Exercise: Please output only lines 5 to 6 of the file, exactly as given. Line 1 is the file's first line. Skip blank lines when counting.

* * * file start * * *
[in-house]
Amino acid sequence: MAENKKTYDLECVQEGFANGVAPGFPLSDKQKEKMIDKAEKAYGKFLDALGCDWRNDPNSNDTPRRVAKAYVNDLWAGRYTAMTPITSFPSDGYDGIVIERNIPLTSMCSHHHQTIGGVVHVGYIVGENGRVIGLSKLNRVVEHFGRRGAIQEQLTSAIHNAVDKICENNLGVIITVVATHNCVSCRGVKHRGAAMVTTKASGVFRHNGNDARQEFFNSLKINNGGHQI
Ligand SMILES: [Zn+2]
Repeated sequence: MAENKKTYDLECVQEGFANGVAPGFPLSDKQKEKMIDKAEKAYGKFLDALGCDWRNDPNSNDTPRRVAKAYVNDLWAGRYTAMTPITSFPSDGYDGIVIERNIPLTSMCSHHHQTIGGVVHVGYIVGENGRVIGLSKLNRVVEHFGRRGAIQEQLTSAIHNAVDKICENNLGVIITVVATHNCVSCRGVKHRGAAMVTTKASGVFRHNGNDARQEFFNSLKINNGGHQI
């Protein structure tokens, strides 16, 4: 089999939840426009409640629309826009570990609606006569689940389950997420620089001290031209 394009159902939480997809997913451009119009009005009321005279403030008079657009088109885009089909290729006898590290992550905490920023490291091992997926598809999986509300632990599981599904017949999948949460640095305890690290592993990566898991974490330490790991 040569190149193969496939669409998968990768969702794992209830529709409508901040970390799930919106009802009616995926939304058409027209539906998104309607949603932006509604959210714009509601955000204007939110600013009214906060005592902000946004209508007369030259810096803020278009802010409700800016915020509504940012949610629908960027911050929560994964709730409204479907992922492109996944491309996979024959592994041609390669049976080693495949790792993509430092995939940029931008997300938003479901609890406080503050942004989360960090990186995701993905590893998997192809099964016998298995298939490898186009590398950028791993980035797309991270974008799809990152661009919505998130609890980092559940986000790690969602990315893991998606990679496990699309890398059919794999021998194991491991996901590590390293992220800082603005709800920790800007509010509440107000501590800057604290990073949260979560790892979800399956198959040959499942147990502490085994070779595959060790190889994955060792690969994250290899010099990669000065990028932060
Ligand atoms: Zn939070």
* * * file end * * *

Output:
């Protein structure tokens, strides 16, 4: 089999939840426009409640629309826009570990609606006569689940389950997420620089001290031209 394009159902939480997809997913451009119009009005009321005279403030008079657009088109885009089909290729006898590290992550905490920023490291091992997926598809999986509300632990599981599904017949999948949460640095305890690290592993990566898991974490330490790991 040569190149193969496939669409998968990768969702794992209830529709409508901040970390799930919106009802009616995926939304058409027209539906998104309607949603932006509604959210714009509601955000204007939110600013009214906060005592902000946004209508007369030259810096803020278009802010409700800016915020509504940012949610629908960027911050929560994964709730409204479907992922492109996944491309996979024959592994041609390669049976080693495949790792993509430092995939940029931008997300938003479901609890406080503050942004989360960090990186995701993905590893998997192809099964016998298995298939490898186009590398950028791993980035797309991270974008799809990152661009919505998130609890980092559940986000790690969602990315893991998606990679496990699309890398059919794999021998194991491991996901590590390293992220800082603005709800920790800007509010509440107000501590800057604290990073949260979560790892979800399956198959040959499942147990502490085994070779595959060790190889994955060792690969994250290899010099990669000065990028932060
Ligand atoms: Zn939070």